THE Colours are the symbol and emblem of that loyalty, duty and affection we owe to our King— our Country and our Regiment.
The King’s Colour is the symbol of the Sovereign, and the Regimental Colour is the emblem of the Soul of the Regiment.
The Colours stand for the fair name of the Regiment, and for the glorious deeds of those who have served with it in the past. It is the solemn duty of all to strive always to add to the good name of the Regiment, and to avoid doing anything which might in any way tarnish its hard-earned laurels.
From the Short History of the Royal Sussex Regiment 1701-1926 – Published by Gale & Polden 1927
Colours of the 1st Battalion The Royal Sussex Regiment.
Presented to 35th Foot at Meerut (India), December 26th, 1859, by Lady Canning, wife of the Governor-General of India.
These Colours were borne by the 1st Battalion until 1927.
Colours of the 2nd Battalion The Royal Sussex Regiment. Presented to the 107th Foot at Allahabad (India), January 12th, 1865, by His Excellency Sir Hugh Rose, K.C.B., Commander-in-Chief in India. These Colours were borne by the 2nd Battalion until June 27th ,1924. They were “laid up” in St. George’s Chapel, in Chichester Cathedral, October 2nd, 1924.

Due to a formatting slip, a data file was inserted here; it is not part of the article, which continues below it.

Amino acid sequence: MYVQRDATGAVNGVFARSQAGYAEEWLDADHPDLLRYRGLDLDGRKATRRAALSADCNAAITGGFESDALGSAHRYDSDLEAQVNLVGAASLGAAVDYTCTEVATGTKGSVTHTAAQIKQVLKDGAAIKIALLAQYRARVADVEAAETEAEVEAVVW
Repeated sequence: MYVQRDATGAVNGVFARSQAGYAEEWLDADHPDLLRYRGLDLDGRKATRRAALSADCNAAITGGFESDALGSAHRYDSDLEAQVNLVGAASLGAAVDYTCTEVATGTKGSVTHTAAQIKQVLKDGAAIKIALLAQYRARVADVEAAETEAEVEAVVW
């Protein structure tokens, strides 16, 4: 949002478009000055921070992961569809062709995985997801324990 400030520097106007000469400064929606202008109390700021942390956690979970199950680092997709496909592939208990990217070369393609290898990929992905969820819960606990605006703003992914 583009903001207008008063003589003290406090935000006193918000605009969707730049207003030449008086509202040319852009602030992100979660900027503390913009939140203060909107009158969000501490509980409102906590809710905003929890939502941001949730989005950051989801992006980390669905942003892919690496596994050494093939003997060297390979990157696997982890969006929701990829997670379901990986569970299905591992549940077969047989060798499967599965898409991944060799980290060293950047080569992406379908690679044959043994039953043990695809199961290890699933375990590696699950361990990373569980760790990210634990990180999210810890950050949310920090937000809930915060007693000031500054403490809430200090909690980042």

Both the above pictures are reproduced from “A Short Record of the Royal Sussex Regiment from 1701-1905”.
Printed by Waterlow & Sons Limited, 1905.
Colours presented to the 1st Battalion in 1927.
Reproduced from the Short History of the Royal Sussex Regiment 1701-1926 – Published by Gale & Polden 1927
Colours presented to the 2nd Battalion on 27th June 1924, at Tanglin Barracks, Singapore,
by His Excellency the Governor of the Straits Settlements, Sir L. Guillemard, K.C.B., K.C.M.G.,
in his capacity as Commander-in-Chief.